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the country the Indians ceased to visit the place.

It was at that time a low, swampy neighbour-hood, and before it was cleared up there frequently appeared before the gaze of alarmed settlers a fitful phosphorescent glow dancing over decayed logs. The belief was spread that it was the spirits of departed red men looking for the mourning relatives who came no more. But, with the clearing of the land, the uneasy spirits of the woods disappeared, and now the dead lie silent and still while the night wind sighs in the swaying tops of the evergreens above. There they lie :


"Unknown and unnoticed.

Daily the tides of life go ebbing and flowing beside them;

Thousands of throbbing hearts where theirs are at rest and forever,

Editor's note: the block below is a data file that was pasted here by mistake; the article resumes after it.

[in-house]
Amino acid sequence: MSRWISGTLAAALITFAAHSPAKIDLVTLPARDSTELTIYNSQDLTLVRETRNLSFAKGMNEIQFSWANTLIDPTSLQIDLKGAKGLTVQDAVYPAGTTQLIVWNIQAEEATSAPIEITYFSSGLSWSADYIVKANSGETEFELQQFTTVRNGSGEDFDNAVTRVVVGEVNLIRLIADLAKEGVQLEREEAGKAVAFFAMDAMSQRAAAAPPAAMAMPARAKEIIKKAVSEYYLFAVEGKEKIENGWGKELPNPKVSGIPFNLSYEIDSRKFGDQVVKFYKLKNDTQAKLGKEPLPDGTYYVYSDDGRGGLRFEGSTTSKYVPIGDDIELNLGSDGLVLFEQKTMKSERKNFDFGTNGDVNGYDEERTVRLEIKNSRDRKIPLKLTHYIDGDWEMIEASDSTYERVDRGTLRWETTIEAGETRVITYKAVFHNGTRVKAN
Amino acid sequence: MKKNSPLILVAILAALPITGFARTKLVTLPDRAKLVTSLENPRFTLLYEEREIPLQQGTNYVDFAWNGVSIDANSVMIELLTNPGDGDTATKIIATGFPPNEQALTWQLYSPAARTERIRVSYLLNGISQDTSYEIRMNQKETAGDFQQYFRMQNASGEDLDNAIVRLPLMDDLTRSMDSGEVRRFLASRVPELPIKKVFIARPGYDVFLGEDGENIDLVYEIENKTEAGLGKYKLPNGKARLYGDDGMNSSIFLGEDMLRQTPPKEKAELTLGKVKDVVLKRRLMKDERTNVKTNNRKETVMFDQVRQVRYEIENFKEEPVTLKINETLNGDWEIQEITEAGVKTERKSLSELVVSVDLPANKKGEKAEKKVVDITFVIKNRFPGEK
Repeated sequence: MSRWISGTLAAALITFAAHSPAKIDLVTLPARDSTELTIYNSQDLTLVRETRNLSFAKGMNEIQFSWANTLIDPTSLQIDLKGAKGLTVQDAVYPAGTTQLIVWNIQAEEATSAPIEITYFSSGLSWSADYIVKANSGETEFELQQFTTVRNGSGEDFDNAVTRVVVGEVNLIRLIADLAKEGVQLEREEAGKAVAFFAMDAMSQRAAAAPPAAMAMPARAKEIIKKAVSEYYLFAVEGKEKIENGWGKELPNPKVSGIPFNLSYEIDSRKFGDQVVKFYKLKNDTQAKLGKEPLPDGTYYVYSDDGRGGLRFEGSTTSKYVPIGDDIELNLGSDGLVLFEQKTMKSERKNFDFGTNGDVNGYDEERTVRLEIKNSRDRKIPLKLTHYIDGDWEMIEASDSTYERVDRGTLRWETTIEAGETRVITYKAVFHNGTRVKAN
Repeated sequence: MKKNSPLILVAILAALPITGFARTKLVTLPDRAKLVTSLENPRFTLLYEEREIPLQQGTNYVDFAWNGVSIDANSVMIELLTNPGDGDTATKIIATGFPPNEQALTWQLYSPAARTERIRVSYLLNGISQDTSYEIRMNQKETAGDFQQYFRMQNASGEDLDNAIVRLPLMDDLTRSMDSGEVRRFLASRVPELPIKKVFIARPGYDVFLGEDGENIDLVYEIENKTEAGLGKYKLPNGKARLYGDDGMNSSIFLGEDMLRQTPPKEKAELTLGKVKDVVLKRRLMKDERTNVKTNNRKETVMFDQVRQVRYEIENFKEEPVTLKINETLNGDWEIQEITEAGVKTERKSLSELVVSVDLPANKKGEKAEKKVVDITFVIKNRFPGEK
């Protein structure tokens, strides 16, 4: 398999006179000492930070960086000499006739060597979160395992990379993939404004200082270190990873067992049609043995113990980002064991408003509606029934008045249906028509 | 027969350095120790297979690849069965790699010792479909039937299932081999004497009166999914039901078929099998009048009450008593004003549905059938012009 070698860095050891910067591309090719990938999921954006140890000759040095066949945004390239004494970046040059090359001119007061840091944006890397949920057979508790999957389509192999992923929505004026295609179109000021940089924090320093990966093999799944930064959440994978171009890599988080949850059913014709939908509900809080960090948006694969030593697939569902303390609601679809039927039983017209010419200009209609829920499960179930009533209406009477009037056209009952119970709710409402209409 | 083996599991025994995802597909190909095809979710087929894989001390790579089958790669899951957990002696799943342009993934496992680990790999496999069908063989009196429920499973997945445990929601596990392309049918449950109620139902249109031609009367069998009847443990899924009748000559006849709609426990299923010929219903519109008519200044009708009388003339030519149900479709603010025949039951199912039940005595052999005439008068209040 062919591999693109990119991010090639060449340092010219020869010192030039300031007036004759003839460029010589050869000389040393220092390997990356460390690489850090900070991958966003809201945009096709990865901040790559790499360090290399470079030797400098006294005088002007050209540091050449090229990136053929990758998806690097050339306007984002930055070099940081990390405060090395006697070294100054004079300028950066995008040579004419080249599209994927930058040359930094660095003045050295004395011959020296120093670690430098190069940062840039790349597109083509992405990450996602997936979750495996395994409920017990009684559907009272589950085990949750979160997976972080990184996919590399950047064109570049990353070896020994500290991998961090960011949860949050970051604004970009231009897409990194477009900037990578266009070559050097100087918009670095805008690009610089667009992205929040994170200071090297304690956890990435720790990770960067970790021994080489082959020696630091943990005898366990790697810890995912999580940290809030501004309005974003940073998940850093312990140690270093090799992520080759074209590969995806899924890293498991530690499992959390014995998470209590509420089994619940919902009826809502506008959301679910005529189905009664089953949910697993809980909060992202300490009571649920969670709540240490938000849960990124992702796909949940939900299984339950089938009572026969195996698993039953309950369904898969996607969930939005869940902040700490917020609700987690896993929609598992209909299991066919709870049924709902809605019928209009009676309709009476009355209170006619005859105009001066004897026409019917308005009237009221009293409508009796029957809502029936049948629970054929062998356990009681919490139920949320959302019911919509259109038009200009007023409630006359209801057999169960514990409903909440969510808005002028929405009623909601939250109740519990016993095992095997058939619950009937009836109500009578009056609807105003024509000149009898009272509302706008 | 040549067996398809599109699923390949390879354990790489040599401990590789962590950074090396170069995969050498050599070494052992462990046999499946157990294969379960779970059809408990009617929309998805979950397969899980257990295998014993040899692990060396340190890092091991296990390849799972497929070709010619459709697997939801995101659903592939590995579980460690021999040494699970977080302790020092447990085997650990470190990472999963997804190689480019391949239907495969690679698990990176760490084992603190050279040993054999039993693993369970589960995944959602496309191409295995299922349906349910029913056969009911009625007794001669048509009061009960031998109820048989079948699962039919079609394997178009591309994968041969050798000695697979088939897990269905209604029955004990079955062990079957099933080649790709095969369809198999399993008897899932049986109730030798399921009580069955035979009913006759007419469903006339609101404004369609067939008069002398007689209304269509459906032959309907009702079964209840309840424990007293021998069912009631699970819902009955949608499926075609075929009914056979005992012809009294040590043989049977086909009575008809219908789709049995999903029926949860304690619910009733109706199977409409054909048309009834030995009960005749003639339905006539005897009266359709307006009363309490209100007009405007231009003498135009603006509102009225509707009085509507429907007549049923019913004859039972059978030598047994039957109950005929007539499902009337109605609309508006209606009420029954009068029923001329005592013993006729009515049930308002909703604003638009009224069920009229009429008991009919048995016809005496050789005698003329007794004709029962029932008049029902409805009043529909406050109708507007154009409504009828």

Thousands of aching brains, where theirs

have ceased from their labours, Thousands of weary feet, where theirs have

completed the journey."


Here and there over nearly the whole of Ontario, the pioneers found traces of Indian occupation before the coming of the white man, Few localities had a richer store of reminders of a passing race than the township of Nottawasaga. When the Mad River covered the present site of Creemore and deer licks existed on the Currie farm near that village, this township was a favourite fishing and hunting ground for the Indians. On the Melville farm on the fourth concession, a plow one day struck a soft place

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